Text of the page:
Fiery FurnaceToday’s Mass opens with a passage from the prayer of Azariah in the burning furnace. The episode is placed during the Babylonian captivity, when the Chosen People had been exiled into a foreign land and deprived of the Temple and its sacrifices. Things were bleak, they were tragic. The prayer is one of great humility, acknowledging that the people only received what they deserved. Abandoning God and His law, living like pagans, no wonder they were chastened and deprived of the most sacred worship that had been committed to them as their most precious possession.
The words of this prayer are worth pondering, and they are worth quoting at some length. They ring true in our age as well, as we look out over the devastated civil and religious landscape of our world:
“Thou art just, O Lord, in all that thou hast done to us, and all thy works are true, and thy ways right, and all thy judgments true. For thou hast executed true judgments in all the things that thou hast brought upon us, and upon Jerusalem, the holy city of our fathers: for according to truth and judgment, thou hast brought all these things upon us for our sins. For we have sinned, and committed iniquity, departing from thee: and we have trespassed in all things: and we have not hearkened to thy commandments, nor have we observed nor done as thou hadst commanded us, that it might go well with us. Wherefore, all that thou hast brought upon us, and everything that thou hast done to us, thou hast done in true judgment: and thou hast delivered us into the hands of our enemies that are unjust, and most wicked, and prevaricators, and to a king unjust, and most wicked beyond all that are upon the earth. And now we cannot open our mouths: we are become a shame, and a reproach to thy servants, and to them that worship thee. Deliver us not up forever, we beseech thee, for thy name’s sake, and abolish not thy covenant. And take not away thy mercy from us, for the sake of Abraham, thy beloved, and Isaac, thy servant, and Israel, thy holy one: To whom thou hast spoken, promising that thou wouldst multiply their seed as the stars of heaven, and as the sand that is on the sea shore. For we, O Lord, are diminished more than any nation, and are brought low in all the earth this day for our sins. Neither is there at this time prince, or leader, or prophet, or holocaust, or sacrifice, or oblation, or incense, or place of first fruits before thee, that we may find thy mercy: nevertheless, in a contrite heart and humble spirit let us be accepted. As in holocausts of rams, and bullocks, and as in thousands of fat lambs: so let our sacrifice be made in thy sight this day, that it may please thee: for there is no confusion to them that trust in thee. And now we follow thee with all our heart, and we fear thee, and seek thy face. Put us not to confusion, but deal with us according to thy meekness, and according to the multitude of thy mercies. And deliver us, according to thy wonderful works, and give glory to thy name, O Lord: and let all them be confounded that shew evils to thy servants, let them be confounded in all thy might, and let their strength be broken: and let them know that thou art the Lord, the only God, and glorious over all the world” (Dan 3:27-45).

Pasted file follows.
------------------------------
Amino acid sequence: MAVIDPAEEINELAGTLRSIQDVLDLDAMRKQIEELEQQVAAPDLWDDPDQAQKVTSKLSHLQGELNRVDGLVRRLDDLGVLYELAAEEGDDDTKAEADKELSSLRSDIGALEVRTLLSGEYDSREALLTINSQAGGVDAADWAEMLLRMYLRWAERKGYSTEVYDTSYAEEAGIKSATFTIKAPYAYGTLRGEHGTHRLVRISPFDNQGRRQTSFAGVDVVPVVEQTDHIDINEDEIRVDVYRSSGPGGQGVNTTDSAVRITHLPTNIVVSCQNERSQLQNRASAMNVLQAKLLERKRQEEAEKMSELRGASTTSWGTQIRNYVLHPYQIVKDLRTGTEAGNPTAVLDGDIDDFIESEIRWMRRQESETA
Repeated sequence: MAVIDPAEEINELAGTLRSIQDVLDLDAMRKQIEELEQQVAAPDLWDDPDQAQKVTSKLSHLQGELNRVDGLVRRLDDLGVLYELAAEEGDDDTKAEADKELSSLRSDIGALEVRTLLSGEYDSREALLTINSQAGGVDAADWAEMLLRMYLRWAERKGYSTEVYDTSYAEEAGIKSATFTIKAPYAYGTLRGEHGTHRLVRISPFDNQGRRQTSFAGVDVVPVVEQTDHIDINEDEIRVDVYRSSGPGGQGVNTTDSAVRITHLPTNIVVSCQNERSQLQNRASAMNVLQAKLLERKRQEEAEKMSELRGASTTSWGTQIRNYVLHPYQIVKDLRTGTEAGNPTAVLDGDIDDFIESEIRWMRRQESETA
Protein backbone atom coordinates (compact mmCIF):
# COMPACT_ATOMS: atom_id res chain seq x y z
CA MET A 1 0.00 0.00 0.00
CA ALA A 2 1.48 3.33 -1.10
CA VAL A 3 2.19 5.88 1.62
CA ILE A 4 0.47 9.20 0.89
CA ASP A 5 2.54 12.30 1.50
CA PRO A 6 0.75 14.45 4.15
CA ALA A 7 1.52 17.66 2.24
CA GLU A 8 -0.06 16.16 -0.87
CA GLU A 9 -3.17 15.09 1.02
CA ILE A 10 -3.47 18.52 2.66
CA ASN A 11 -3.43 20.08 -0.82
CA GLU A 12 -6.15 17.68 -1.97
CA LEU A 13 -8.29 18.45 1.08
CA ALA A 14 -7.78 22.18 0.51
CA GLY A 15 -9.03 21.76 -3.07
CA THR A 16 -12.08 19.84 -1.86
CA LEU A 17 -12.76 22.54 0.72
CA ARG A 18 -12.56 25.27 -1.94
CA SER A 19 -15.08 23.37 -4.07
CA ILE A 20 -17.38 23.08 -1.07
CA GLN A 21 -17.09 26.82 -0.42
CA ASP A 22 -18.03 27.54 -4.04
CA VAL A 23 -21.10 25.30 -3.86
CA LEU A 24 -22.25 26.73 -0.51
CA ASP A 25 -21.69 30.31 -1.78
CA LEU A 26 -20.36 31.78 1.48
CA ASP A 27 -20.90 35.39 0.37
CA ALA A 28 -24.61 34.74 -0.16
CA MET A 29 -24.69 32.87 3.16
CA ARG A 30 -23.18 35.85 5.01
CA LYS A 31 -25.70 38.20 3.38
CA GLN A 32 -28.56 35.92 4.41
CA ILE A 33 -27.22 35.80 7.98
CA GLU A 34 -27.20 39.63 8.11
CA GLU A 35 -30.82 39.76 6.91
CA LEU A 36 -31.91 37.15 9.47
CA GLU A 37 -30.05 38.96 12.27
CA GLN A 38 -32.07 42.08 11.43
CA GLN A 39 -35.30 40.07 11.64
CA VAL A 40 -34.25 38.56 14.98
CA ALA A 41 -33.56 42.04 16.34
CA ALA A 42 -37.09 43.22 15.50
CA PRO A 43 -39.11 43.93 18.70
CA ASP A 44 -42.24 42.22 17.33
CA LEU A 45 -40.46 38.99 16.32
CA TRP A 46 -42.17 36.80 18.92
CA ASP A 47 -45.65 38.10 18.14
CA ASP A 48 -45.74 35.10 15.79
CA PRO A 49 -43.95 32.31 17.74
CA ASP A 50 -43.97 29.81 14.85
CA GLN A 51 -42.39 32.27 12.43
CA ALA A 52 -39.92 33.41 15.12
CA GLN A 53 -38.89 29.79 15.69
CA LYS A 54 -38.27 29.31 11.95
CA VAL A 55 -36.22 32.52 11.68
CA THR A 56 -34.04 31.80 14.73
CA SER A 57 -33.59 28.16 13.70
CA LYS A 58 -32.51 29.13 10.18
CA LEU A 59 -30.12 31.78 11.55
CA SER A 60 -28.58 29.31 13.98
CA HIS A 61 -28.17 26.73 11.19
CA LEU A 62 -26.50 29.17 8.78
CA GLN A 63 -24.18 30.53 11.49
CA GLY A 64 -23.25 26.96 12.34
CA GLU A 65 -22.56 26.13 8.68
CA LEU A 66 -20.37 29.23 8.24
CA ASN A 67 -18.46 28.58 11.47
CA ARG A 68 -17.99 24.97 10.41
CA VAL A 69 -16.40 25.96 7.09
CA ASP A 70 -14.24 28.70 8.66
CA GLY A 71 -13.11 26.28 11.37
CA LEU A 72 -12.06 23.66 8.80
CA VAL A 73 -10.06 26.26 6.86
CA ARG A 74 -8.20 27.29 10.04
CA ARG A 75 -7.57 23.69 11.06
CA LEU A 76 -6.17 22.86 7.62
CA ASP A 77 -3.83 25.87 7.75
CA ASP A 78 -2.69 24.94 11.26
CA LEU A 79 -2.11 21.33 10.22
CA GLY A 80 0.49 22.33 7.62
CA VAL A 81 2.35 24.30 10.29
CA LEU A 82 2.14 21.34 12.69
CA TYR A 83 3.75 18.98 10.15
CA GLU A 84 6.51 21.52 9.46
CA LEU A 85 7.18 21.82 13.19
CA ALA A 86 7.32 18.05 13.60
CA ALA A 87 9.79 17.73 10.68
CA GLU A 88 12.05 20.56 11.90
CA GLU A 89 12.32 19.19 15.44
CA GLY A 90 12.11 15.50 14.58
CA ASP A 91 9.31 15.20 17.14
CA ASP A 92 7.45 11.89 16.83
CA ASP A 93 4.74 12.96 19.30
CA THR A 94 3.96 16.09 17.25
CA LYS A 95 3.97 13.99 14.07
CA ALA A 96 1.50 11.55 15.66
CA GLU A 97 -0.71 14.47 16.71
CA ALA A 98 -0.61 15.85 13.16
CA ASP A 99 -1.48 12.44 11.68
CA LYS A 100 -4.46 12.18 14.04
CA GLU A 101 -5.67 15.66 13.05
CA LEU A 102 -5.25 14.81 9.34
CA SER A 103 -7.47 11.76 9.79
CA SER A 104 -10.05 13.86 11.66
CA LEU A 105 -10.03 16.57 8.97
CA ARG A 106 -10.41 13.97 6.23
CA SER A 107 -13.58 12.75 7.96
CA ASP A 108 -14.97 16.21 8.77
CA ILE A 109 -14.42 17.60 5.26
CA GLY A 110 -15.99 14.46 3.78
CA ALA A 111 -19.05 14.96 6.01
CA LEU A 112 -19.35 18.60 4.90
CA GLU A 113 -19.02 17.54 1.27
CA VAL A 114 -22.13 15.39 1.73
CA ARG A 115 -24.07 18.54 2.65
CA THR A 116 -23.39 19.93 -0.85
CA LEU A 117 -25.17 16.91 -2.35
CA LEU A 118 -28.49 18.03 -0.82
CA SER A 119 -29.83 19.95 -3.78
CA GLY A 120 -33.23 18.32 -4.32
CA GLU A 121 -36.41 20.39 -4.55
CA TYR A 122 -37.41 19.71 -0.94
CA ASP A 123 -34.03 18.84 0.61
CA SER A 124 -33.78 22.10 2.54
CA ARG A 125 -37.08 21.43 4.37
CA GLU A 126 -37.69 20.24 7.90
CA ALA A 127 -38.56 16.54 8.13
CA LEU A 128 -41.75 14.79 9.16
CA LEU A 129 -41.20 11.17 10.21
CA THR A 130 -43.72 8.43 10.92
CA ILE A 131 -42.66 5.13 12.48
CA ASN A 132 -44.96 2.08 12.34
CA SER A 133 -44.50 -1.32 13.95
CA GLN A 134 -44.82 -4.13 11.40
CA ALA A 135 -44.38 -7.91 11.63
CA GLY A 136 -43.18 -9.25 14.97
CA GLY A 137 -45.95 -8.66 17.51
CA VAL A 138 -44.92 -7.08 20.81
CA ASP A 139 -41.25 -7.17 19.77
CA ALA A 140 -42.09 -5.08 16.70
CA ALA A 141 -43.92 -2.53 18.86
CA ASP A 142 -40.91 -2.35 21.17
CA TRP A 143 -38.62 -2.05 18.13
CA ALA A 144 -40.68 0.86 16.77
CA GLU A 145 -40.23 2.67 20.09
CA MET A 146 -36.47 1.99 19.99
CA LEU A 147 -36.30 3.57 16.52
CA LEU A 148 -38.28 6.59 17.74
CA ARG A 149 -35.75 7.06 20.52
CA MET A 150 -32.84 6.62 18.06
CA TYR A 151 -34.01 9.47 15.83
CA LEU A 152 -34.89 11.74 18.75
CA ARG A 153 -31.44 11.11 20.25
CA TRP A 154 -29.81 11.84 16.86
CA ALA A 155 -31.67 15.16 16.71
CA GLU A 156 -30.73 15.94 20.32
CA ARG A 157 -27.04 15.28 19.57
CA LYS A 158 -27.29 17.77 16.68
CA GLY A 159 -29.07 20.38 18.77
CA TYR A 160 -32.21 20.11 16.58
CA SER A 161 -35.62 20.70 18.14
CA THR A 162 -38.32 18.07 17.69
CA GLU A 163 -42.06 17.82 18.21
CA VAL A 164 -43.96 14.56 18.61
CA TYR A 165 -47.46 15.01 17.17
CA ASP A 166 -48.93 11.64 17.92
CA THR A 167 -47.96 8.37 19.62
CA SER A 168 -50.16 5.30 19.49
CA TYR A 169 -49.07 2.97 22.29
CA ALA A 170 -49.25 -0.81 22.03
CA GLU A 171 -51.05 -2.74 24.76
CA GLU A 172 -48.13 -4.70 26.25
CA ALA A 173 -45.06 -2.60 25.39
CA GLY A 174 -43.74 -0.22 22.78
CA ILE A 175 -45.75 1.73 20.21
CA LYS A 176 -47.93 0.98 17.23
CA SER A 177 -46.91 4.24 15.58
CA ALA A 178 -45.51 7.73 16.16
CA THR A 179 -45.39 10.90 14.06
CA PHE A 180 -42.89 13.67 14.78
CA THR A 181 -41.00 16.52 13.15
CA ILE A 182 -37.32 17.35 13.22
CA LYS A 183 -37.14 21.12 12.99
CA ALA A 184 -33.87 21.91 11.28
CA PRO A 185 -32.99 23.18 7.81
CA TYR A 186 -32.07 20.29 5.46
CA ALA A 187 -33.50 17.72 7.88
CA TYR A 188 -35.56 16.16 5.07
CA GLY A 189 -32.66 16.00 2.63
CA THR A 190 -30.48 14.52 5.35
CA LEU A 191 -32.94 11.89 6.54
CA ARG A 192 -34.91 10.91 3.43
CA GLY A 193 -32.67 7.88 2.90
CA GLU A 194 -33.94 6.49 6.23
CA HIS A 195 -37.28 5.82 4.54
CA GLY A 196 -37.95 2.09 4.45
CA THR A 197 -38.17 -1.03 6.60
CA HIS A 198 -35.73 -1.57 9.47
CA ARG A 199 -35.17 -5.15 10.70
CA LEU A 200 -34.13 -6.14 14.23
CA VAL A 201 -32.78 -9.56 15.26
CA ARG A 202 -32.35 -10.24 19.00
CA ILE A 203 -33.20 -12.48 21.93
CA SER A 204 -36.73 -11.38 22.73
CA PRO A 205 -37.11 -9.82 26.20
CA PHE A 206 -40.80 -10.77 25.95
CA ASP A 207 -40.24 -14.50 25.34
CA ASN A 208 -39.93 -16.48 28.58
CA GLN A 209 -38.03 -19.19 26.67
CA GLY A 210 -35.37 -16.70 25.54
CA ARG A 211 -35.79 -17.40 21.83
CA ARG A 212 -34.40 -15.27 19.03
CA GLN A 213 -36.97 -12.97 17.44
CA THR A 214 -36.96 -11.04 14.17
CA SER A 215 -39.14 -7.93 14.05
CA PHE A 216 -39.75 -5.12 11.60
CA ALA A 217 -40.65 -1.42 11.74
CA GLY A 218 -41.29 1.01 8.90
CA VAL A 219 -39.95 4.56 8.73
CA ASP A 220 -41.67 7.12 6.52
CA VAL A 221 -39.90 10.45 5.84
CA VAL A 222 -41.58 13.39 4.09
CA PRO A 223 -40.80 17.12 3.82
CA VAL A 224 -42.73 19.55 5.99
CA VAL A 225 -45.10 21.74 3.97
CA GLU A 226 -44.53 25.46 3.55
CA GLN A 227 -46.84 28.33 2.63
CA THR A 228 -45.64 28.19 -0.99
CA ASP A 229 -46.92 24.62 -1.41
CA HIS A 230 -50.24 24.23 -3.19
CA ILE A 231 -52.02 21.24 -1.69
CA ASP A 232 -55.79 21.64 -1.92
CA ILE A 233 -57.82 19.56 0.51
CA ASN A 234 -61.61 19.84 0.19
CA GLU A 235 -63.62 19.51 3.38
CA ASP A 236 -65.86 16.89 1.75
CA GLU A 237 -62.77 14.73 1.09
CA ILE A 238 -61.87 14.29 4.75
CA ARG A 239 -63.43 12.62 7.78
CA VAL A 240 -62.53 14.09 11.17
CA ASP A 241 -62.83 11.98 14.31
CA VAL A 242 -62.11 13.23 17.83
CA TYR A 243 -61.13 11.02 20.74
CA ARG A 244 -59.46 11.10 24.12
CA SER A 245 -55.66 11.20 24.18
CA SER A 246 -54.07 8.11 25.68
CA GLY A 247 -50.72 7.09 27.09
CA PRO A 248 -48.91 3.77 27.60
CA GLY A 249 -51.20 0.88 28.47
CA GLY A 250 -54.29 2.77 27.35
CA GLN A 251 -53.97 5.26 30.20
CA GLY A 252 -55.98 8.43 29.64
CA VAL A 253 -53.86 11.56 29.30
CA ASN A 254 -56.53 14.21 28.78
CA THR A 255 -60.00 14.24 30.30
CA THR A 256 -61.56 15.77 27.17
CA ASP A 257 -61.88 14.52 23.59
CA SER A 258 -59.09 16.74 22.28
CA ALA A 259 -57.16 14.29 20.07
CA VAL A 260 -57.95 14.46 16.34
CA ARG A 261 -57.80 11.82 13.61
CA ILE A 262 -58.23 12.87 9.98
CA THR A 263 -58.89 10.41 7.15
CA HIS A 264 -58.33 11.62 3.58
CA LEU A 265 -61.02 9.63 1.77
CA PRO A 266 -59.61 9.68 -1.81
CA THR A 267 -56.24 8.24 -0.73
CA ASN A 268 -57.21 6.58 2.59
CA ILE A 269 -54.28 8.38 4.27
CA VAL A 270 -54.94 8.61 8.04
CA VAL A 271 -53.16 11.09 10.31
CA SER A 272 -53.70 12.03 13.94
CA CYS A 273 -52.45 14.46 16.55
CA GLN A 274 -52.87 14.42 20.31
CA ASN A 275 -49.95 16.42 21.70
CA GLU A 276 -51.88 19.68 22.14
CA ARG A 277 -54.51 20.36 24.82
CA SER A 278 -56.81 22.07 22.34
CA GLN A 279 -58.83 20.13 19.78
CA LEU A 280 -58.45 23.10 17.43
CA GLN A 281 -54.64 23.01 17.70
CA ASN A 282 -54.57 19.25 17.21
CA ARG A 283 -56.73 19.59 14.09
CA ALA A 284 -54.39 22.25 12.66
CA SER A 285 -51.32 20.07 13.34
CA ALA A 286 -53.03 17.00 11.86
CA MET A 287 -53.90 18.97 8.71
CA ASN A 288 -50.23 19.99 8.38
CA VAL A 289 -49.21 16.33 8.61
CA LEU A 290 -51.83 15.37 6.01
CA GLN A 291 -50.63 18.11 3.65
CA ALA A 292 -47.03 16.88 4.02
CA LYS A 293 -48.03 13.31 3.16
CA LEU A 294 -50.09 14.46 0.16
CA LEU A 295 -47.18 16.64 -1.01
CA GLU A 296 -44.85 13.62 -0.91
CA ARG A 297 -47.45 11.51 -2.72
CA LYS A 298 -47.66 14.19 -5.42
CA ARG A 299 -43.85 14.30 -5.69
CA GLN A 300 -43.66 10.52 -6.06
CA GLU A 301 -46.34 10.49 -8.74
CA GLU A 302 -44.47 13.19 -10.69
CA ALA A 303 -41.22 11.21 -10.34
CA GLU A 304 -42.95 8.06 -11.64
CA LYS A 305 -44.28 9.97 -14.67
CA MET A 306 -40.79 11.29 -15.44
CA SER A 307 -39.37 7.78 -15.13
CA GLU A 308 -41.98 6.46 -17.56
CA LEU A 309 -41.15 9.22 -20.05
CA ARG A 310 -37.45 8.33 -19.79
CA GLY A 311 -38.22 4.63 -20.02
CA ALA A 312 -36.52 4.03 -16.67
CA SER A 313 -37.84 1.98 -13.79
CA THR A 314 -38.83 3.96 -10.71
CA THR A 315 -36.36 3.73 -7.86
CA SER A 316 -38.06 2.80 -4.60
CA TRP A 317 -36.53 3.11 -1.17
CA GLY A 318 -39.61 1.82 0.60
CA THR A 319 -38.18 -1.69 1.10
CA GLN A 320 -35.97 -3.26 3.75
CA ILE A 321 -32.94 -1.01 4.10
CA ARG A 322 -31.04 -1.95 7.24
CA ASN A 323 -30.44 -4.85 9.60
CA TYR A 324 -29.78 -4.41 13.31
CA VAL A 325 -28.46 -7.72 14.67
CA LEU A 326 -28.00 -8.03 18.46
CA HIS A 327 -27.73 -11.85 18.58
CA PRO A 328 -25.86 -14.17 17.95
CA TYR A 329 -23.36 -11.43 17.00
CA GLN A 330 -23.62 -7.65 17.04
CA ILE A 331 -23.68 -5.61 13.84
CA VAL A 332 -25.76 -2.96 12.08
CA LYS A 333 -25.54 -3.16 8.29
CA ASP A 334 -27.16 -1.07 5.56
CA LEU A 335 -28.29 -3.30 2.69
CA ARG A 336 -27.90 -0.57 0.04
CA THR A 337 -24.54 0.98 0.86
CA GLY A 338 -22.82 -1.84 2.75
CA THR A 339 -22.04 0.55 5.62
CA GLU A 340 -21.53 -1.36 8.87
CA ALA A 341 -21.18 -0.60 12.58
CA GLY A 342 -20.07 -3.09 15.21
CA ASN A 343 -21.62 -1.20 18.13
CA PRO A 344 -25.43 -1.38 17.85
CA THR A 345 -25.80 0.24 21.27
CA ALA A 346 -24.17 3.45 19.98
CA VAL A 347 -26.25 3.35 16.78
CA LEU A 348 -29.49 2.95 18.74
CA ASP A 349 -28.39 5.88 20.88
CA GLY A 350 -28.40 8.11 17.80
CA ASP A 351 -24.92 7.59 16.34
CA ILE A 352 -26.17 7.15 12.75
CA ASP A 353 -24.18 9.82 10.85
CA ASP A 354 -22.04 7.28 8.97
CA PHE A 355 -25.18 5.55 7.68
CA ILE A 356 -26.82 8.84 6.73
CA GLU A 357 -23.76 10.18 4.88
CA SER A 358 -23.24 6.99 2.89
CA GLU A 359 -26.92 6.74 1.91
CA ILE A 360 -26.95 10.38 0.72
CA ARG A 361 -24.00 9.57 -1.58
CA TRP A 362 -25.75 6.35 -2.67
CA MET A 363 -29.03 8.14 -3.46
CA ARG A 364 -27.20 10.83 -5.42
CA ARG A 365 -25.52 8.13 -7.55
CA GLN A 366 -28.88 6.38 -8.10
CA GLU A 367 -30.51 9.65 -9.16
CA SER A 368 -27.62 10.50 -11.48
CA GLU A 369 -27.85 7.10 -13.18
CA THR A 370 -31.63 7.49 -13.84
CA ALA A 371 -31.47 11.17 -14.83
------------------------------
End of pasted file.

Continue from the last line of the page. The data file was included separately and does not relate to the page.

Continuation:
The words of this prayer, each of us can apply them to himself. We have all, through our sins, turned our back on God and broken faith with Him. Because of it, we have found ourselves desolate, damaged, hopeless, distraught. But God does not refuse a contrite and humble heart. He is always ready to welcome the repentant soul that returns to Him.